London Transport Museum

We happened upon the London Transport Museum one sunny afternoon in search of air conditioning.  What we found was so much more: loads of history on all forms of transportation, in a compact museum nestled among Covent Garden’s outdoor cafes, shops and street performers.

I thought I knew quite a bit about London’s tubes, busses and tramlinks, as it is our primary mode of transport, not owning a car.  Now knowing the history makes it even more fun to jump on the bus!

In 1800, most Londoners didn’t live beyond walking distance of their work, shops, and churches.  Everybody walked. The first real mode of public transport became known as the Hackney Carriage, a horse drawn carriage from the Hackney area that would be hired out for travel between London and outside the city limits, solely by the wealthy.  The name stuck, as Hackney Carriage remains the official name of London’s “black cab” today.

With the railway boom of the 1830s-1840s, all modes of transport were leading to London, creating busy and dangerous roadways.  A solution was proposed in 1860’s: an underground railway system.  Construction began with the “cut and cover” method: shallow ditches were dug, then roofed over to create the tunnel.  By 1884, three underground lines were up and running.  While this was an amazing technical accomplishment, using steam trains underground created quite an odor and haze.  As described in a Times Editorial, the stench while riding the Underground was a “form of mild torture that no person would undergo if he could conveniently help it.”  By the early 1900s eight core underground lines were operational, and not until the 1960s was capacity increased with the addition of the Victoria Line.  Today, the 13 lines of the London Underground carry approximately 3 million people daily, and if you squint you can probably see all 13 on the map, right.

Another advent around the birth of the “tube” was the tramway, better described as a horse tram, as early as the 1850s in Britain, following the 1830’s example in New York and New Orleans. George Francis Train gets credit for these, and in 1870 tramways became the first mode of transport that most Londoners could afford to use.

In the 1890s, many other cities had electric tramways and taxis, but by 1900, London was still using 50,000 horses to pull passengers from one corner of London to the other.  For one vehicle to operate for one day, six horse changes were required, or 12 per vehicle per day.  But London finally got on board and by 1915 most transport was by auto or electric.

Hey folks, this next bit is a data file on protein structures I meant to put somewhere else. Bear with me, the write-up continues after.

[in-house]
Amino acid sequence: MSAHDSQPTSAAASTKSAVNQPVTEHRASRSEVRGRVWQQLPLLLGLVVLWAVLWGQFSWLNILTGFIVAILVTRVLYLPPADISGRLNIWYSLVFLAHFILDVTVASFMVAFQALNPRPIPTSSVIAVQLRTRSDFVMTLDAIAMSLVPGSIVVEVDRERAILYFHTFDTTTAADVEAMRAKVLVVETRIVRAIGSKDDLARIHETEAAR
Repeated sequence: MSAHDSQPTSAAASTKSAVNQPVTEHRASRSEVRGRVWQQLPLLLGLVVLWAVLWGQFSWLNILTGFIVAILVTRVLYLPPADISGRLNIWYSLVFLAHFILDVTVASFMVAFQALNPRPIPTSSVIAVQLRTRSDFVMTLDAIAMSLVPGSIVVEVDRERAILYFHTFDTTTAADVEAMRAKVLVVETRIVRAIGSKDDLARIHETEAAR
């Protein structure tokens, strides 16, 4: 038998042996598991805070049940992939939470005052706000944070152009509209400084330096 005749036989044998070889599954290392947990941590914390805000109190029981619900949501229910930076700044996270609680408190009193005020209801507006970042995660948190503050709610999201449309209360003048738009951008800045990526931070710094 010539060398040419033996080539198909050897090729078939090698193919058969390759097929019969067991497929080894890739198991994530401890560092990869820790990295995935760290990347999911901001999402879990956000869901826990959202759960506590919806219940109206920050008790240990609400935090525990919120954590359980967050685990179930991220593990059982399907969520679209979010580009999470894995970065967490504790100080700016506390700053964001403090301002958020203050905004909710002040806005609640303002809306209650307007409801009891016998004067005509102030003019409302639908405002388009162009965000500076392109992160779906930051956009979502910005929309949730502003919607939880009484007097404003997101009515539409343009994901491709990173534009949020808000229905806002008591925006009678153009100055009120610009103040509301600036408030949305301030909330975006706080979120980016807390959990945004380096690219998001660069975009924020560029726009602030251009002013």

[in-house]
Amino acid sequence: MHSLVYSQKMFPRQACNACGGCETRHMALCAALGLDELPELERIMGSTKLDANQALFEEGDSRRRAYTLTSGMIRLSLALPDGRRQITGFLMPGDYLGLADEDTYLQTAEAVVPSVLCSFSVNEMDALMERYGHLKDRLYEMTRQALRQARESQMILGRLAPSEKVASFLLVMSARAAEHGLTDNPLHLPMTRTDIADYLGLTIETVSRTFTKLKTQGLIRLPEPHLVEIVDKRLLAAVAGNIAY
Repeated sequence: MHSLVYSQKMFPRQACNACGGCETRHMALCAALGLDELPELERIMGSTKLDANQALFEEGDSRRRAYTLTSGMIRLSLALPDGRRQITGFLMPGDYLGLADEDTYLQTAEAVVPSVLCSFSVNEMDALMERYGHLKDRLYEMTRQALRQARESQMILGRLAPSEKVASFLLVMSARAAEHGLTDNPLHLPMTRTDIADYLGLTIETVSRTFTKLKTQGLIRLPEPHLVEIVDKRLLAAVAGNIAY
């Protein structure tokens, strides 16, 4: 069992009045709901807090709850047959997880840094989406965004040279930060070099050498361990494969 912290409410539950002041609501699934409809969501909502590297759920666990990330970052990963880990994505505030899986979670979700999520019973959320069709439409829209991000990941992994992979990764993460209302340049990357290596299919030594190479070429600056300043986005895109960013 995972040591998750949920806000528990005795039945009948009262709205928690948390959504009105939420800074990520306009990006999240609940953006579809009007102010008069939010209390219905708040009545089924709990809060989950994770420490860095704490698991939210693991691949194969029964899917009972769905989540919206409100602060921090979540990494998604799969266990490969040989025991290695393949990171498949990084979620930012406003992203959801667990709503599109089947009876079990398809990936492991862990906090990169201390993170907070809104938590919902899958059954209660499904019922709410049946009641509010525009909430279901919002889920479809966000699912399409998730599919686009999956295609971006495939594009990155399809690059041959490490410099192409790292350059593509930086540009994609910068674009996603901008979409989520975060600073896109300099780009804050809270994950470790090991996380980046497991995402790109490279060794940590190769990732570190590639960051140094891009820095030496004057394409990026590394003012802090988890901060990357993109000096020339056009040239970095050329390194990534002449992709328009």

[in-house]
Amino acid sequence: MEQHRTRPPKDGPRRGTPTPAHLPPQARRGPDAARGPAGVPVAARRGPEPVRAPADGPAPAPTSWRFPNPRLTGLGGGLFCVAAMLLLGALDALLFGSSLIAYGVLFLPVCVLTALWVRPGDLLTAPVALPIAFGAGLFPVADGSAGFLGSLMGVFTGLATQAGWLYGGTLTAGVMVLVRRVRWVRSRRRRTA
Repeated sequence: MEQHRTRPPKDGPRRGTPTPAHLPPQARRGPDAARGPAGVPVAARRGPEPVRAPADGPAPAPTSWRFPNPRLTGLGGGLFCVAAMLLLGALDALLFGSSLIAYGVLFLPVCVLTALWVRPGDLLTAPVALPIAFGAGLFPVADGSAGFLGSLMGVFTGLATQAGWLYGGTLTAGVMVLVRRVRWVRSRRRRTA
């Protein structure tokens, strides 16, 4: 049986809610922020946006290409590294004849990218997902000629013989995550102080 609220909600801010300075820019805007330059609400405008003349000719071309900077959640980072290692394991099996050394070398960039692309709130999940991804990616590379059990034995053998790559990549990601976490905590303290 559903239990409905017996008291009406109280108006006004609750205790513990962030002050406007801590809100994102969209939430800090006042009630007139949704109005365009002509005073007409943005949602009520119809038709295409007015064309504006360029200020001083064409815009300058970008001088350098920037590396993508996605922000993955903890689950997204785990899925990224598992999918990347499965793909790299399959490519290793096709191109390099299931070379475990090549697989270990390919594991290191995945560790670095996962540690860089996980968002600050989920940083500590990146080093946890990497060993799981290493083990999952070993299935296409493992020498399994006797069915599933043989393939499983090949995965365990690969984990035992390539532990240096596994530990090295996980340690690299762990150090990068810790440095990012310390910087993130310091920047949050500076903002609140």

In 1929 George Shillibeer invented the first “omnibus,” from the Latin, meaning “for all” for local transport of passengers within London.  It was not cheap but it was less expensive than hiring a stagecoach.  It was also the first time customers didn’t have to book in advance and could pay the conductor directly as they boarded.  The first route was from what is now Paddington Station to Bank Station.

Busses quickly became more popular than trams as they were more comfortable and also easier to maintain.  The famous red Routemaster bus, pictured here, from 1959, still runs two routes in central London, and you can usually catch it near Trafalgar Square.

Today, with two children and no car, we typically go on “nap” rides on the bus when we all need a break…a great and cheap way to see the city!

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About expatmama

Karla Oselka Walsworth is a freelance writer/blogger, born and raised in the great state of Michigan. She has lived abroad twice, most recently in London, and keeps a blog on Expat living and traveling with children, www.expatmama.wordpress.com. Living in the last five years in four different cities, her writings tend to focus on challenges of moving/living with children while exposing them to all this planet has to offer. Karla, who has her MBA from the University of Illinois, and is also a certified 200 hour yoga instructor, has settled (for this moment) in the Midwest. As a recovering accountant and budding writer, she is actively raising two children with her husband Eric, hoping to give them as global a perspective as one can, at ages 7 and 4.
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